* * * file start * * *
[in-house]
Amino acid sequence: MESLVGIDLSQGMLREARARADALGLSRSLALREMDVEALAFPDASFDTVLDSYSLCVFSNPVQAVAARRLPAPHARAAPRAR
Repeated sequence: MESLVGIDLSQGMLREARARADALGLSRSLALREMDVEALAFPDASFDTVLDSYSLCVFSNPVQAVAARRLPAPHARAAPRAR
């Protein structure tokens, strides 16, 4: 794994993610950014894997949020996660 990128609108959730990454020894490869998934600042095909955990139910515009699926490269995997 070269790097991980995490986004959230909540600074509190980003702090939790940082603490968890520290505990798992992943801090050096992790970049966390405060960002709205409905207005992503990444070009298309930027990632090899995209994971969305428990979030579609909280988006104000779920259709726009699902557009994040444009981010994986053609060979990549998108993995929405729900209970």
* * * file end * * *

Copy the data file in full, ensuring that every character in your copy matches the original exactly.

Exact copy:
[in-house]
Amino acid sequence: MESLVGIDLSQGMLREARARADALGLSRSLALREMDVEALAFPDASFDTVLDSYSLCVFSNPVQAVAARRLPAPHARAAPRAR
Repeated sequence: MESLVGIDLSQGMLREARARADALGLSRSLALREMDVEALAFPDASFDTVLDSYSLCVFSNPVQAVAARRLPAPHARAAPRAR
């Protein structure tokens, strides 16, 4: 794994993610950014894997949020996660 990128609108959730990454020894490869998934600042095909955990139910515009699926490269995997 070269790097991980995490986004959230909540600074509190980003702090939790940082603490968890520290505990798992992943801090050096992790970049966390405060960002709205409905207005992503990444070009298309930027990632090899995209994971969305428990979030579609909280988006104000779920259709726009699902557009994040444009981010994986053609060979990549998108993995929405729900209970």